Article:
When Courtney Webb opened her shop in East Nashville, TN almost four years ago, she poured her heart into renovating her little freestanding building, bringing life to the once drab building. The exterior of her shop became part of her brand, and when she learned that she was going to lose her lease, she asked herself, do I close, or do I relocate? As she started looking for a new space, it seems that fate intervened and was on the side of this Nashville local.
“As I was losing my lease — due to the landlord wanting to turn it back into his office — a local and beloved used bookstore called BookMan BookWoman was also closing and breaking Nashville’s heart,” Courtney recalls. “The owners made the decision to retire, but remained owners of the building. I frequently visited a friend opening a restaurant nearby and saw the ‘for sale’ sign go up [at the bookstore]. My heart sank because, well, I could never buy that! […] In late January, all who expressed interest [in the bookstore] received an email from the owners saying they would not sell, but lease and look for a tenant! I closed my East Nashville shop and headed over to meet the owners. We talked about old Nashville and I told them that if I rented the space I wanted to carry on the legacy of BookWoman by keeping the painted name on the building and developing a learning library focused on books by women, about women, feminism, etc. General stores have always been spaces for community, and [I told them] ‘this is the kind of space and energy we need right now.’ As we were talking, the neighborhood Chinese New Year parade went by. I said [to the owners], ‘You know today is the first day of the Year of the Rooster?’ I signed the lease a few days later and started working on the space a few days after that.”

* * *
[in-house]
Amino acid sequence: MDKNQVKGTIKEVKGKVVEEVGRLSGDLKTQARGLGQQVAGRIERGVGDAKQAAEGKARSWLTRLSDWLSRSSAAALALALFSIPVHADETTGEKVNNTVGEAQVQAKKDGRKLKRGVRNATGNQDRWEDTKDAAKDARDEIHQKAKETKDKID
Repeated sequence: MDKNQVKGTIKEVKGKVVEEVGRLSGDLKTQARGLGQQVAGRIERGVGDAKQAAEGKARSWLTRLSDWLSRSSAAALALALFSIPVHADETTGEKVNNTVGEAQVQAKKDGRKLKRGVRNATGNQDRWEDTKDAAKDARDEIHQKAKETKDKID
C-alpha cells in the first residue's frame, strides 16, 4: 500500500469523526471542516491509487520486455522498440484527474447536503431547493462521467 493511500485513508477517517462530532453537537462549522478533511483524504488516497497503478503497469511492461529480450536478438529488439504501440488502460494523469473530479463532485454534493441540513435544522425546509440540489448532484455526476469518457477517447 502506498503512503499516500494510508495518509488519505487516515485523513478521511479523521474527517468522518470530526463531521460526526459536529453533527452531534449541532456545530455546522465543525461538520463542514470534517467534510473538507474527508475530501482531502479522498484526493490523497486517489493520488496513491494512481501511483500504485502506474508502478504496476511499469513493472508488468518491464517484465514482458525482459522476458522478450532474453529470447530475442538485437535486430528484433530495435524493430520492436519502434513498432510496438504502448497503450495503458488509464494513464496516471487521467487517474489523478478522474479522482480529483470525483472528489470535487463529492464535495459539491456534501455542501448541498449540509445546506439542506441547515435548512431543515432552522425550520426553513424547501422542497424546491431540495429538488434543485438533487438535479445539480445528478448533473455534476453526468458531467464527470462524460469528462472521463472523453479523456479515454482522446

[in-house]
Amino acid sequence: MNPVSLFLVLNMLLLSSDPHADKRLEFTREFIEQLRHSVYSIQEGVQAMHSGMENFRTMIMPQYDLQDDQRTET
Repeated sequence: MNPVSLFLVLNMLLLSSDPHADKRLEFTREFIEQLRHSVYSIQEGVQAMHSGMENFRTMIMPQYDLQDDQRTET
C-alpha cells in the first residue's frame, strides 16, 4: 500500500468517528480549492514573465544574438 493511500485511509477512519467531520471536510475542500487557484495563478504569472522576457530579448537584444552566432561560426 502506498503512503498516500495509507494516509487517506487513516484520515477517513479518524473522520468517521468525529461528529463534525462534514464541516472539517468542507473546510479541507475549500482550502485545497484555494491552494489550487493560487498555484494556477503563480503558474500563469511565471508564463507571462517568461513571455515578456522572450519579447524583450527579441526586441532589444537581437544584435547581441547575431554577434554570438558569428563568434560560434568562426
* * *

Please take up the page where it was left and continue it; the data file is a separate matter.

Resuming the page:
Since the bookstore occupied the building for so many years and had become such a Nashville staple to the area known as Hillsboro Village, Courtney wanted to honor the former while bringing the brand she had built into the fold. “Leaving our recognizable storefront [behind] was a challenge and I did not want any interruption in our brand,” she shares. “I wanted the new location to feel like the old shop. It was my goal to make sure existing customers would recognize where they are although we have moved, expanded, and added inventory. I like to call the style ‘Mid-Century Farmhouse,’ and I think we’ve been able to continue that in the new space.” Now with bright green floors and the spirit of a beloved old bookstore, Hey Rooster General Store lives on in its new chapter. —
Image above:Combining three vintage doors, Courtney and her stepfather, Dean, were able to build the front counter at Hey Rooster.